Object oriented programming is one of software engineering's best inventions. You may be surprised to learn that although it is highly desirable for production code, it is in fact generally not desirable for sample code. The reason is that object oriented distributes functionality so that data and functions are grouped together and it uses inheritance to cut down on duplicate code. Remember that one of the fundamental principles of good sample code is that relevant information should be grouped together. Object oriented code tends to distribute the relevant information among various classes. So developers may end up searching through an inheritance hierarchy for what a method does, which only serves to waste time and break their train of thought.

 

There are exceptions, of course. Some SDKs require object oriented programming to function properly. Very large samples that are more like a production application may also need object-oriented design. Just be mindful that the user wants to see all the necessary information in one class if at all possible.

Functions and Methods

Do: Group functionality by function or method.

One of the first lessons of good software design is to encapsulate functionality in functions and methods. For production code, this adds clarity and reduces duplicate code. It's also good for sample code, because it can create a block of code that developers can simply copy-and-paste into their own code and us as-is.

 

You may also find in your sample code that you need a large number of lines of code to get your sample to run that are not relevant to the APIs you want to illustrate. In this case, it's a good idea to try to encapsulate those irrelevant lines of code into a function or method so that developers can more easily ignore them.

 

User Interfaces

Don't: Write a lot of unnecessary user-interface code to make things look good.

Unless the SDK specifically works with user interface elements, you should keep your user interface as simple as possible. Even though it may make your sample look primitive, user interface code can take up a lot of space and dilute the important lines of code that you want to be demonstrating. Developers aren't concerned about whether your sample looks slick -- they just want to be able to understand how things work.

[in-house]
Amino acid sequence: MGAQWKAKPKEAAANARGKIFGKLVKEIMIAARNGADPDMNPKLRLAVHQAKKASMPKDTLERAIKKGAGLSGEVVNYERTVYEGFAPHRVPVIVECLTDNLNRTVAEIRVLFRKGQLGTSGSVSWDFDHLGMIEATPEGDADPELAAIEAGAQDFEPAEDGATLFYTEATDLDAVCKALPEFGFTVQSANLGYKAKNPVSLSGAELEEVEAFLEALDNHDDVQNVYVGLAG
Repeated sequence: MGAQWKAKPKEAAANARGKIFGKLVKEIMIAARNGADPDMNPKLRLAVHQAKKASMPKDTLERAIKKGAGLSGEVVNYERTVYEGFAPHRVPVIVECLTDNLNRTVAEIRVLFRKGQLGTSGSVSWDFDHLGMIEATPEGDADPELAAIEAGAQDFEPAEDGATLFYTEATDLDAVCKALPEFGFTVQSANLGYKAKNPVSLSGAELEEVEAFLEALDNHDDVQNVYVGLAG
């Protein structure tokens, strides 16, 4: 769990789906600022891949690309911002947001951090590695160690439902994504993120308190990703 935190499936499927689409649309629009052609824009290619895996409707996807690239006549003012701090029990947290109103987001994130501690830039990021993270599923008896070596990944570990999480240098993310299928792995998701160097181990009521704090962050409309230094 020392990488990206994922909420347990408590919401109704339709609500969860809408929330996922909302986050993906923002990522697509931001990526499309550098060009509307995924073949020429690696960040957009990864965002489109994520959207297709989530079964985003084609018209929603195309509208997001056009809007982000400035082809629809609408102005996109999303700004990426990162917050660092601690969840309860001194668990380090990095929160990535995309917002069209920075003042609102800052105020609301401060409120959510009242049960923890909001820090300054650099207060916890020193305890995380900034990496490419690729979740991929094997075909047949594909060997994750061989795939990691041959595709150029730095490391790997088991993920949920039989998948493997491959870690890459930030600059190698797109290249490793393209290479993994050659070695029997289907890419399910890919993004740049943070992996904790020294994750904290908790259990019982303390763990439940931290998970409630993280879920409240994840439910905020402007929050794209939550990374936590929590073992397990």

If there is no way to get around having a lot of lines of code for your user interface, then package them up into separate functions that are easy to ignore.

 

Large Samples

Do: Relax these guidelines and create something more like production code.

Occasionally you will be asked to work on a very large sample as a demonstration project. An example of this would be Microsof's Duwamish Books sample. These kinds of samples are more like production code, and therefore these guidelines can be relaxed to some degree. Object-oriented programming is probably more appropriate, as well as a good-looking user interface, and you would write a few comments per method, rather than every 5 to 10 lines.

Conclusions

Writing sample code is one of the most effective ways to communicate to developers on how to use an SDK. Following simple guidelines to group relevant information, emphasize clarity, and reduce unnecessary lines of code, will make it easier for developers to grasp the concepts that you are demonstrating. A good piece of sample code can be used by itself, in combination with an article, or can be split up into snippets as part of API reference documentation.


About the Author

Peter Gruenbaum is the President of SDK Bridge, a company that specializes in highly technical and training. He has a background in physics and software engineering, and has worked as a programmer writer since 2003.


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Excellent insights, Peter. We need you over here at Venafi!

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Derek
Posted 30 months ago
 
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Article Contributed By Peter Gruenbaum:

Peter founded SDK Bridge to bring together his love of technology and writing. He has worked as a programmer writer to describe technologies as diverse as the Tablet PC, mobile phones, and Live Framework. As a software developer, he has written software using Tablet PCs, Augmented Reality, 3D visualization, and computer-aided design. At Red Llama, he created a program to teach creative technology classes to low-income youth to inspire them to consider technology careers, obtaining grant money from the Gates Foundation, Microsoft, and others. This program has now become the "Software Development for Kids" project at SDK Bridge. Peter received his BA in Physics from the University of Chicago and his PhD in Applied Physics from Stanford University .